The gates to Cooperstown will swing open on July 26 for Rickey Henderson and Jim Rice. The left fielders were elected by the Baseball Writers Association of America to the National Baseball Hall of Fame in January. They will be inducted along with the late Joe Gordon, a Veterans Committee electee, on the stage behind the Clark Sports Center, weather permitting. With the annual ceremony only 10 days away, the Hall made both players available via conference call Friday. In these last days, speeches are polished, family members are gathered and tensions begin to build.
"I don't know what I'm going to do. I don't think I'm a doctor or a professor," said Henderson, the all-time leader with 1,406 steals and 2,295 runs scored. "I wrote a speech. I don't know if I'm going to read it. I wrote it one way, you know, this and that. When the time comes, I'm going to do whatever feels right. There's no special way to do it. I'm going to be creative. But it's been fun. It's getting exciting." Widely considered to be the greatest leadoff hitter ever, Henderson was elected in his first time on the ballot with 94.8 percent of the vote. Rice, a career-long member of the Red Sox in his 15th and final year of eligibility, snuck seven votes over the 75 percent threshold and garnered 76.4 percent, earning 412 votes on the 539 completed ballots cast. Two ballots were sent in blank. This year, 405 votes were needed. Last year, Rice fell 16 votes short. Rice was asked what the difference would've been had he been selected sooner. "My speech would've been over with by now. I wouldn't have to be worrying about it," Rice said with a chuckle. "You go back and look at it, [over the years] my numbers didn't change or anything like that. You let bygones be bygones. Yeah, I wish I could've gone in on the first ballot or the second ballot, not the last ballot. But the key thing is I'm in and other guys are still out there. It's one thing you have to look at. You've got to be proud that you are in." Henderson and Rice are the first left fielders elected to the Hall of Fame in 20 years. They are also the 20th and 21st left fielders elected. Red Sox great Carl Yastrzemski, once a teammate of Rice's in Boston, was the last left fielder inducted into the Hall, entering in 1989. A crowd in excess of last year's 14,000, when Rich "Goose" Gossage and Dick Williams were inducted, is anticipated. And even with numerous fans bussing in from Boston to honor Rice and line the rolling pastures behind the Clark Sports Center, the attendance won't remotely reach 2007's once-in-a-generation turnout of 75,000 for Cal Ripken Jr. and Tony Gwynn. Henderson, who holds the single-season record with 130 bases stolen during the 1982 season, said he's proud of his numerous accomplishments. Henderson stole 100 bases or more three times from '80 to '83 and led the American League 12 times in that category, including seven seasons in a row from '80-86. In the National League, Vince Coleman of the Cardinals stole in excess of 100 bases three years running from 1985-87. To illustrate how much the running game has changed since then, no player has led either league with 90 stolen bases since Henderson did it for the last time when he swiped 93 in '88. "To me, [stealing all those bases] was a challenge," Henderson said. "Vince and I used to talk about it all the time. We weren't worried about who was going to lead our respective leagues. We wanted to lead the Major Leagues. If he jumped off to a big lead, I'd have to go after him. I competed against myself. I wanted to shine. I'm proud of what I achieved in the game." Henderson established himself as baseball's supreme leadoff hitter by banging out 3,055 hits in a 25-season career spanning four decades (1979-2003). He played for the Athletics, Yankees, Blue Jays, Padres, Angels, Mets, Mariners, Red Sox and Dodgers, but, like Williams last year, Henderson will go in wearing a green and gold Oakland cap. Henderson had three tours with the A's and two with the Padres, playing first on the 1996 San Diego team that won the NL West and then again in 2001, when he surpassed the runs-scored record before collecting his 3,000th hit on the last day of that season, during the final game of Gwynn's career. A .279 lifetime hitter with a .401 on-base percentage and 297 home runs, Henderson won World Series rings with the 1989 A's and '93 Jays, and he was the AL MVP in '90. His 81 home runs leading off games are the most in Major League history. Henderson was the 44th player elected in his first time on the ballot, including the inaugural class of 1936 that honored Ty Cobb, Babe Ruth, Honus Wagner, Christy Mathewson and Walter Johnson. He's also the 10th since 2001. Rice was the third player elected in his final year of eligibility, following Red Ruffing (1967) and Ralph Kiner ('75). While Henderson's election was a foregone conclusion, Rice was a question mark. He clearly had the best chance of going in. Last year, Rice earned 392 votes among the 543 ballots cast. Rice's percentage last year was the highest for any player not elected, and no player who has reached the 70-percent plateau with eligibility remaining has been unable to be elected the following year. That pattern continued to repeat itself, as Rice is the 21st player to fulfill that prophecy. A .298 career hitter with 382 home runs, 2,452 hits and 1,451 RBIs in 16 seasons, Rice had four seasons of more than 200 hits, led the AL in home runs three times, RBIs twice, once in hits, twice in slugging percentage, was the AL MVP in 1978 and was an eight-time All-Star. "As a player you had to use your talents," Rice said. "What was Rickey's talent? Stealing bases. What was my talent? Playing every day and producing runs. Rickey was the kind of guy who liked to make things happen and put himself in position where other guys would drive him in. My job was to hit home runs and drive people in. That's what I did. [Either way] as long as you could produce big numbers, you were OK."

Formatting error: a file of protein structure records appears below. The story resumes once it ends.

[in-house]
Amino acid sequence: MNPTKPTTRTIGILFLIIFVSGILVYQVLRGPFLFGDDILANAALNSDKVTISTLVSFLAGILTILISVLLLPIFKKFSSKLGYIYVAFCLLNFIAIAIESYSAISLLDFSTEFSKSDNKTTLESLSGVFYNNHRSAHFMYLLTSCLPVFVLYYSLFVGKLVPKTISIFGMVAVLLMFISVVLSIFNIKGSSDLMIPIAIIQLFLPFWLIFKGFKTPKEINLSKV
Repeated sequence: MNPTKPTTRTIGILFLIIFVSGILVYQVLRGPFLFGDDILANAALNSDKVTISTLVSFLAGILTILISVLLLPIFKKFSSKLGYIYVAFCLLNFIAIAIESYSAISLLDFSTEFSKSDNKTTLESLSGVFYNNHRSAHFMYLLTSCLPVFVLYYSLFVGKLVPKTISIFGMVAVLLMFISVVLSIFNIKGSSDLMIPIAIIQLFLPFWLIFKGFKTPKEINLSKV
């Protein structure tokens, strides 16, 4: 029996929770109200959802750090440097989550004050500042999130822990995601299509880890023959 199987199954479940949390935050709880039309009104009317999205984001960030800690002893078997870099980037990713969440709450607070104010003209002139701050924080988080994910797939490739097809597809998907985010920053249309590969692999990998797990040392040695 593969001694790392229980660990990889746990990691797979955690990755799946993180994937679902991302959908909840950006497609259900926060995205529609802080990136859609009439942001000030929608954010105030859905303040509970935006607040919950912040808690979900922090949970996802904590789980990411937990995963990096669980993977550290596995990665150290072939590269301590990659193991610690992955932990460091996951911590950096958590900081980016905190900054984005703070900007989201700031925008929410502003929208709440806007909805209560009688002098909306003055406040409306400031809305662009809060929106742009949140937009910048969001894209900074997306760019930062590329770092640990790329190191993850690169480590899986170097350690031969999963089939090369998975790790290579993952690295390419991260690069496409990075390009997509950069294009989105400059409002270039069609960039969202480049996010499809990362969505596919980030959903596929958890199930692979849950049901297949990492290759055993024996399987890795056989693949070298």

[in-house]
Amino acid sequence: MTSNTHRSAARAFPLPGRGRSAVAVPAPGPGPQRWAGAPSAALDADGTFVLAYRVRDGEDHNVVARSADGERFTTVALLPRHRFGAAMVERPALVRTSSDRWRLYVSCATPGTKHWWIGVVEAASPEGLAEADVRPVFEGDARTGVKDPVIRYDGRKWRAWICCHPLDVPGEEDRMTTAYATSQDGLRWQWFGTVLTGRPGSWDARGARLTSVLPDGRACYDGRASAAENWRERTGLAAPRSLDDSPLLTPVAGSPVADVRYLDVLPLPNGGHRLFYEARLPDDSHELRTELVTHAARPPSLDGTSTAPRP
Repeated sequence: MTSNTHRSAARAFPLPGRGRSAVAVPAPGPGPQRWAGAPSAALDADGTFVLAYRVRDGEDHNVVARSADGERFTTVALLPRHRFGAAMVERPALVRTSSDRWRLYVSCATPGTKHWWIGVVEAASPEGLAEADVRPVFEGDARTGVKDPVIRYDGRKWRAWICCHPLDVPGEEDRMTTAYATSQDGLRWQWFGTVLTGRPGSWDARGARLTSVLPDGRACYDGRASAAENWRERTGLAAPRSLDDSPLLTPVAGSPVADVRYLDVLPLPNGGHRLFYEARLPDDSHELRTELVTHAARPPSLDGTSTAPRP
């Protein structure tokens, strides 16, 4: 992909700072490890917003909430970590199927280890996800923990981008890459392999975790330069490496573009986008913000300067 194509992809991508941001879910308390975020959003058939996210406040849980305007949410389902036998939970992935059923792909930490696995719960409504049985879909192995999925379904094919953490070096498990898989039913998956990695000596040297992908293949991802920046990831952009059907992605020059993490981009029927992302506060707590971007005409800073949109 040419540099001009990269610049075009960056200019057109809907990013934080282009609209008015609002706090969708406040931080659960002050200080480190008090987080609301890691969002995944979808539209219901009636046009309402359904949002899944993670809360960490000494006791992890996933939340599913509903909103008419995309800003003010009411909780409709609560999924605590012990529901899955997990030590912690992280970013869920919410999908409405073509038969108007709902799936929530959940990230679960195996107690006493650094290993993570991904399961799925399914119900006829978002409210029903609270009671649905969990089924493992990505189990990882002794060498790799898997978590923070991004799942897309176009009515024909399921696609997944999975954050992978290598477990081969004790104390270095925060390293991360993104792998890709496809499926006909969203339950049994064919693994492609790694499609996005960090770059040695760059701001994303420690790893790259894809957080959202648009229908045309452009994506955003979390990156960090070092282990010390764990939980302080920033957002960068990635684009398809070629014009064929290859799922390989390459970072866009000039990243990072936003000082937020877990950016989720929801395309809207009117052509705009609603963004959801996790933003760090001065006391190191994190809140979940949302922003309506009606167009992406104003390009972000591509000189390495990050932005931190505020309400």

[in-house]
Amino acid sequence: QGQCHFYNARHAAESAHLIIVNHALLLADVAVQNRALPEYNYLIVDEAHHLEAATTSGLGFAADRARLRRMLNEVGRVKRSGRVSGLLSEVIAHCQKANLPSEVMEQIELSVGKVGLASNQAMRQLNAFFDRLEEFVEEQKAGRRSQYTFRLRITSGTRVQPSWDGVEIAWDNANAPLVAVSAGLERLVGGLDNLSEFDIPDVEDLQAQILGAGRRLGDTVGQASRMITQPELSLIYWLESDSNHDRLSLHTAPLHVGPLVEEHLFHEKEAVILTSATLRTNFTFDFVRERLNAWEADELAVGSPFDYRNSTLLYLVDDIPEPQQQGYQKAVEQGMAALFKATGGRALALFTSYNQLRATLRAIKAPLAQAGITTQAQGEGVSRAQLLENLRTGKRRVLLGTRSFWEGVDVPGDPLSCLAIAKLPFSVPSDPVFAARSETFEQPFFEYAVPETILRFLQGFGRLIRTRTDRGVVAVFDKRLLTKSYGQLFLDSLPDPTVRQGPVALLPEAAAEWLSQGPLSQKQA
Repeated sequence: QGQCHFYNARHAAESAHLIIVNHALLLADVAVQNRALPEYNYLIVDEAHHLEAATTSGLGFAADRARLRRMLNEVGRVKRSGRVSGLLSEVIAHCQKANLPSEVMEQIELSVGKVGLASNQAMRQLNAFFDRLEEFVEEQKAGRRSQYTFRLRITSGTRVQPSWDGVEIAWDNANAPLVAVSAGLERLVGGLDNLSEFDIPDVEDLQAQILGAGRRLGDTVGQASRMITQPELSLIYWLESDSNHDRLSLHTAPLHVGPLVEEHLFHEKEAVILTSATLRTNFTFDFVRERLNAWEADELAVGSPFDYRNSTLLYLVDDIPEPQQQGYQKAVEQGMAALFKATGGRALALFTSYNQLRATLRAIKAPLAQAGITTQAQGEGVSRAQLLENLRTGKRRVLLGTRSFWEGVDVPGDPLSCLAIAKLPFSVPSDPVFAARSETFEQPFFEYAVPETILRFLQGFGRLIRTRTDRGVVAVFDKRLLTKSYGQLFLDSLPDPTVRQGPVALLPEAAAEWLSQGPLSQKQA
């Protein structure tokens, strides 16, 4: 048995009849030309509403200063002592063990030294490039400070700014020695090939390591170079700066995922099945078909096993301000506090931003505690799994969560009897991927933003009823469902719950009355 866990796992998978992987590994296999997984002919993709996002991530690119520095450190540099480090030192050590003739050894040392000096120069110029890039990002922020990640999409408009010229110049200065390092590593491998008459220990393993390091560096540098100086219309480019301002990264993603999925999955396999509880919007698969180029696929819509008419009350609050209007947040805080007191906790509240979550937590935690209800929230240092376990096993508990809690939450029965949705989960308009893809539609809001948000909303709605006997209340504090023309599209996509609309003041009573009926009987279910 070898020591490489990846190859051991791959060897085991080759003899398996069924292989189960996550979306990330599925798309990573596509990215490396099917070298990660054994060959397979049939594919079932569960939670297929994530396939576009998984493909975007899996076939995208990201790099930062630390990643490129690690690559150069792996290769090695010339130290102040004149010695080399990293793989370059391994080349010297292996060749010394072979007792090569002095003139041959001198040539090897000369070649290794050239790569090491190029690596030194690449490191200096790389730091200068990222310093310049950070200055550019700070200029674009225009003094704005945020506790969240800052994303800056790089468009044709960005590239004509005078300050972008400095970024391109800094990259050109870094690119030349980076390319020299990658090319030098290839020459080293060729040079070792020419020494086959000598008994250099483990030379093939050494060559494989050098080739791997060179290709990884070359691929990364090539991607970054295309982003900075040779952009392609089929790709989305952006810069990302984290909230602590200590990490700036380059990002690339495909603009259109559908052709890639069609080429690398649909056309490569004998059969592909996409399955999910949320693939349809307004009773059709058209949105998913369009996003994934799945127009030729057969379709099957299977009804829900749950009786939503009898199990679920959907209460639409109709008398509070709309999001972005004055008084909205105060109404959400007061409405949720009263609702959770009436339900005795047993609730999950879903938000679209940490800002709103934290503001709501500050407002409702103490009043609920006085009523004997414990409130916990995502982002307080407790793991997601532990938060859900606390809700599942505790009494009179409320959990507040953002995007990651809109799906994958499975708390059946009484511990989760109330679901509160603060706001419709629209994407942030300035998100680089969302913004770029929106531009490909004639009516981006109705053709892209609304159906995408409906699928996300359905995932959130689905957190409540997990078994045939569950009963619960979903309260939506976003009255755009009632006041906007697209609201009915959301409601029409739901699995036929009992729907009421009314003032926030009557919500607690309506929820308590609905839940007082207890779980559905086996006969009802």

Barry M. Bloom is a national reporter for MLB.com. This story was not subject to the approval of Major League Baseball or its clubs.